Why you have to take care of your salt intake?


Common table salt, known chemically as sodium chloride, is the main source of sodium in our diets. Sodium is an essential nutrient required by the body to help regulate its fluid balance, maintain heart rhythm, conduct nerve impulses, and contract muscles. For body requirement, a safe minimum is 500 milligrams of sodium, about a quarter teaspoon of table salt is enogh. Most people consume about twice the daily maximum(3000 milligram of sodium- about teaspoon and a half of table salt) recommended by doctors.

The common belief is that the blood pressure rises with age. Expected blood pressure is usually expressed as”100 plus your age”. This holds true for many individuals but it is not normal. In fact, blood pressure does not rise with age in everyone, although a large proportion of people-15% of young adults and 40% of elderly- have high blood pressure.


In certain societies blood pressure does not rise with age and hypertension does not occur. These societies include Pacific Islanders, South American Indians and Aboriginal tribes people. And there are others, all of who live in harmony with their natural environment. They eat a variety of vegetables and fruits and freshly prepared, unsulted food so the amount of sodium in their diet is a small proportion of what we eat.
This is an important difference, which could account for the difference in blood pressure between them and as.

Reduction of sodium intake to 1 millimole per kilogram of ideal body weight will lower blood pressure in those with hypertension. In others, it will prevent hypertension from too much sodium. If sodium intake is reduced while people are young, the rise in blood pressure with age could be prevented.

The relationship between salt intake and hypertension(high blood pressure) is complex and not fully understood but the direct relationship between sodium consumption and the high incidence of high blood pressure has been demonstrated in a number of studies. About 10-15 percent of people are actually’ sodium-sensitive’; meaning that consuming too much salt directly elevates their blood pressure.


Healthy adults should reduce their sodium intake to no more than 2400 milligrams per day. This is about 1.25  teaspoons of sodium chloride(salt). To illustrate, the following are sources of sodium in the diet.

.25 teaspoon salt= 500 mg sodium

.5 teaspoon salt= 1000mg sodium

.75 teaspoon salt=1500 mg sodium

1 teaspoon baking soda= 200 mg sodium,

1 teaspoon baking soda=1000 mg sodium


Where is the sodium in the food we eat?

There are two main sources of sodium in the foods we eat. It is present in raw foods, but the main source is sodium, which is added. This happens during the production and preparation of food. Additional amounts in the form of sodium chloride may be included in sauces and flavorings.

What is a normal sodium requirement?

The amount of sodium required depends on the ideal body weight and equals 1 mmol per kilogram per day. A man, for example, 176 cm tall and weighing 70 kg, has an ideal body weight. Therefore, your recommended intake of sodium in the diet is 70 mmol sodium daily. Ten millimoles (milliliters) or milligrams (milliequivalents) of sodium are contained in 0.58 grams of sodium chloride. Sodium makes up 40% by weight of sodium chloride.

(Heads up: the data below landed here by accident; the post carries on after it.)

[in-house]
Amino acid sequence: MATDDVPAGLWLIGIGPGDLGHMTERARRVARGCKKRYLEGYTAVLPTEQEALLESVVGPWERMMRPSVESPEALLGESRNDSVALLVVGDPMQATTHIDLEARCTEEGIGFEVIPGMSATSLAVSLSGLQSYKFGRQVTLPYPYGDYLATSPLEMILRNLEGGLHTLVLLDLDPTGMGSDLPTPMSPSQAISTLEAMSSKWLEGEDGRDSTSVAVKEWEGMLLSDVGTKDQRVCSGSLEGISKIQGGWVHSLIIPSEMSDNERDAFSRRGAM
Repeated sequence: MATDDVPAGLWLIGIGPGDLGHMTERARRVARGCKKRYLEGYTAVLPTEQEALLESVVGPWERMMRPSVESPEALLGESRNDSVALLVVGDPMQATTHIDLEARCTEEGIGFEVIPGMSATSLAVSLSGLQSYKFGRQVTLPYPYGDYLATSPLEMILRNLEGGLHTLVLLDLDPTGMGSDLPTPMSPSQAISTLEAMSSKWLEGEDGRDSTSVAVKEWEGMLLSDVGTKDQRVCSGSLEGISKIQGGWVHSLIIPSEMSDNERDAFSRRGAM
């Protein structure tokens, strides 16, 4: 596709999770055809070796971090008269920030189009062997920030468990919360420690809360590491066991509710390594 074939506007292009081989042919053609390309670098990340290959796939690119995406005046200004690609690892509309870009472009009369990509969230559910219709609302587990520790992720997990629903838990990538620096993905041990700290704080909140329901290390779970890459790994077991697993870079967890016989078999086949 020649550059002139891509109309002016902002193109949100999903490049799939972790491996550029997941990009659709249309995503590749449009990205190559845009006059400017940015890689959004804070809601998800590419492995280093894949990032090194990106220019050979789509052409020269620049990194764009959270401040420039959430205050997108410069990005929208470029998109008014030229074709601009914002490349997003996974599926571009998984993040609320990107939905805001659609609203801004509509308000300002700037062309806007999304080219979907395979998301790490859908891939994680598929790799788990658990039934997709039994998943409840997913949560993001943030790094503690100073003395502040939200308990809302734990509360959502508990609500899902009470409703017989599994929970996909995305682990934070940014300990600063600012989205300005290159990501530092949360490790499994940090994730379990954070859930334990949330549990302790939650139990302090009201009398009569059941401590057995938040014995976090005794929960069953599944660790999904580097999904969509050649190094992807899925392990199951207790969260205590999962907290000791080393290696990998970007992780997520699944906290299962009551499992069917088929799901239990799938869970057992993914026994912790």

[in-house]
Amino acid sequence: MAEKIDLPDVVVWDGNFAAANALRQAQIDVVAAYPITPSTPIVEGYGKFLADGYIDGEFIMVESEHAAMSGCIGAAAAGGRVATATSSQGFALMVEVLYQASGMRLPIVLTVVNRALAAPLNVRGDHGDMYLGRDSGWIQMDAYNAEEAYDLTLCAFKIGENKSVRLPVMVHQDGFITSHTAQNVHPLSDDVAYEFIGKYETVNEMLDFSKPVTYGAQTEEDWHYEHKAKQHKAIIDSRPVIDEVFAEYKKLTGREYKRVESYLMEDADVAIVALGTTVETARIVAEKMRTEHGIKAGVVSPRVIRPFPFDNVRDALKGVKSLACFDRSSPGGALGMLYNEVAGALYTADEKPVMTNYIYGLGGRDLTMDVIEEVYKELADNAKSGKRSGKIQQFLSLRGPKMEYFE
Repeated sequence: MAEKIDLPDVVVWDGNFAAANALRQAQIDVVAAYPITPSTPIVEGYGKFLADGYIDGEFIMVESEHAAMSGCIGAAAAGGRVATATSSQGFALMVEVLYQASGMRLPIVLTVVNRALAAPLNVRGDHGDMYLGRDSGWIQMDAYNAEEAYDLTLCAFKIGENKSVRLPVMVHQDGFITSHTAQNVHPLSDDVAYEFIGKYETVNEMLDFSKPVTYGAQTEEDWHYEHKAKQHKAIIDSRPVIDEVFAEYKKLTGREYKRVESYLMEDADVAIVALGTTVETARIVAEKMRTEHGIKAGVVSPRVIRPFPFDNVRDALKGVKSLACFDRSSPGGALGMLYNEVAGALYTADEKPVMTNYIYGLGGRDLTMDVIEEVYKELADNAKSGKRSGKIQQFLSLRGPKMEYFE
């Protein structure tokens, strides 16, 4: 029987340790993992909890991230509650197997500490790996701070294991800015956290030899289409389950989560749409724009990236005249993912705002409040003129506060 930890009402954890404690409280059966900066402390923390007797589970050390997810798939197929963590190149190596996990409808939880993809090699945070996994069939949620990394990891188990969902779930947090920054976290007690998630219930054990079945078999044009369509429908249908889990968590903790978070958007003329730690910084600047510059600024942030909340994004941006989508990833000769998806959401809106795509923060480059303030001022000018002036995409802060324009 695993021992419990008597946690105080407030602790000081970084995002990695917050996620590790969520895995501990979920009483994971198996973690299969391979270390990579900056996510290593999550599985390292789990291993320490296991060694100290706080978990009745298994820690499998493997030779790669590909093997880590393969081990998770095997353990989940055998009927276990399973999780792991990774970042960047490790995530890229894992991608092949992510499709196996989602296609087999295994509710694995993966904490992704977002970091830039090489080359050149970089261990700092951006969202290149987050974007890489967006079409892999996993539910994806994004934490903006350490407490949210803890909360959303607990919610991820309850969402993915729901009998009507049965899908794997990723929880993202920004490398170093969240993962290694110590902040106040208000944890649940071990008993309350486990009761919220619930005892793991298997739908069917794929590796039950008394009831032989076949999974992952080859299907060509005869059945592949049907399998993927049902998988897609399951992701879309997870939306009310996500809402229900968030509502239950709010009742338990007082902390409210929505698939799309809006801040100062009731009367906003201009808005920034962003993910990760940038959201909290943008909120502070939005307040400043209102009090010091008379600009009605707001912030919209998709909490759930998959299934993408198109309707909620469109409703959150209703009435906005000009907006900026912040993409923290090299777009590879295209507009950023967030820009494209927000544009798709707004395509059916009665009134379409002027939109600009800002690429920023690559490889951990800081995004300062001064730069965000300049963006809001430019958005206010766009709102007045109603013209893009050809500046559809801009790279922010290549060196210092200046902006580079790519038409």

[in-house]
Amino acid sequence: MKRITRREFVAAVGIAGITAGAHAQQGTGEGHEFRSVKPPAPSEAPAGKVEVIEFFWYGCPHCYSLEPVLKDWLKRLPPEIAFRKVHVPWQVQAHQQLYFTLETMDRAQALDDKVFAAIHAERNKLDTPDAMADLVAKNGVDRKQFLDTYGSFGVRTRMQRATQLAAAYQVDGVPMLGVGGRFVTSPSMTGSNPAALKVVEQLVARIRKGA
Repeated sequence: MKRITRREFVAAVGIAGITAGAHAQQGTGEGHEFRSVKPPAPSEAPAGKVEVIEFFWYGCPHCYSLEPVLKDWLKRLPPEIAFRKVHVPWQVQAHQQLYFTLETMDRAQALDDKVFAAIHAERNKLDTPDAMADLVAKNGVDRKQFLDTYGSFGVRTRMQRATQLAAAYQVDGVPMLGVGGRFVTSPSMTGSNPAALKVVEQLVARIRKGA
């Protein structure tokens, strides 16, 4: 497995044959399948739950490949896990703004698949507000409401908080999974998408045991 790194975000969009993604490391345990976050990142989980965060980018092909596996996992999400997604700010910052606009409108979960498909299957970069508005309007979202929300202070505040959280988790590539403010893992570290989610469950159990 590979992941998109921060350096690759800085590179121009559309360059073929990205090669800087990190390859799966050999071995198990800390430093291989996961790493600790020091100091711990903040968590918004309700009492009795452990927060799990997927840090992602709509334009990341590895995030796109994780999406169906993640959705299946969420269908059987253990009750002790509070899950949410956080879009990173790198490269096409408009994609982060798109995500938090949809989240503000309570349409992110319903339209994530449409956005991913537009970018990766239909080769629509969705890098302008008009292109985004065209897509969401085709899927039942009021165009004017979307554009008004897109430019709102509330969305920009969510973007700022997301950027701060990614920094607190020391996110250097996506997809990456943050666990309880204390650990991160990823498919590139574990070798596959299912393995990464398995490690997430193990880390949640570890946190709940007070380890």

Babies need less sodium (10-49 mmol per day) than adults. Breast milk contains enough sodium to meet the baby’s needs, but breast milk contains only one-third of sodium compared to cow’s milk. Older children in adolescence need a slightly higher sodium intake than adults, but this is achieved when food intake is sufficient to maintain ideal growth and body weight.

salt springs

There are many hidden salt springs. One of the main sources of sodium in the diet is the group of basic products: bread, butter or margarine and cheese. Bread usually contains salt and cookies. Cheese is very rich in salt. In addition, most prescription foods such as pasta powders, bouillon cubes, yeast extracts, peanut butter, cucumbers and olives also contain sodium.

Some minor sources of sodium in our diet are mineral replacement drinks, megadoses of vitamin C, and some soluble painkillers.

The natural sodium content of fresh foods is not really a problem because it is relatively low in most foods. Some seafood is part of the exception. For example, shrimp and scallops are rich in sodium, but they generally do not make up much of the diet of most people.

Protein foods of animal origin also have a relatively high sodium content, but as the Healthy Food Pyramid shows, we all need to reduce the consumption of animal products.

Milk, which is a product of animal protein, belongs to this group and the recommended intake for an adult is 300 ml and should generally not be exceeded.

High sodium content

All canned, canned and pickled meat or salted meat or fish. All processed meat, p. Canned meat, salami, chicken, ham, bacon, sausage, Frankfurter and canned fish, unless it contains no salt.

All hard cheeses, especially Parmesan or Romano. Very salty breakfast cereals, commercial cakes, cakes, rolls, cake mixes. Be careful with commercial dry biscuits and sweet biscuits, which may contain significant amounts of sodium.

All canned vegetables, unless they are labeled with no added salt. Pickkles, sauerkraut, frozen peas.

All the takeaway food.

All canned and packaged soups, prepared sauces or sauce mixes, sauce powders, bucket broths, yeast extracts, yeast extracts, vegetable salts, celery salt, garlic salt, lemon pepper, monosodium glutamate, soy sauce, olives, salted nuts, sandwiches, for example, crisps, meat and fish paste, peanut butter ,

, Milk chocolate, sweets, Dutch liquorice, gaseous sweets.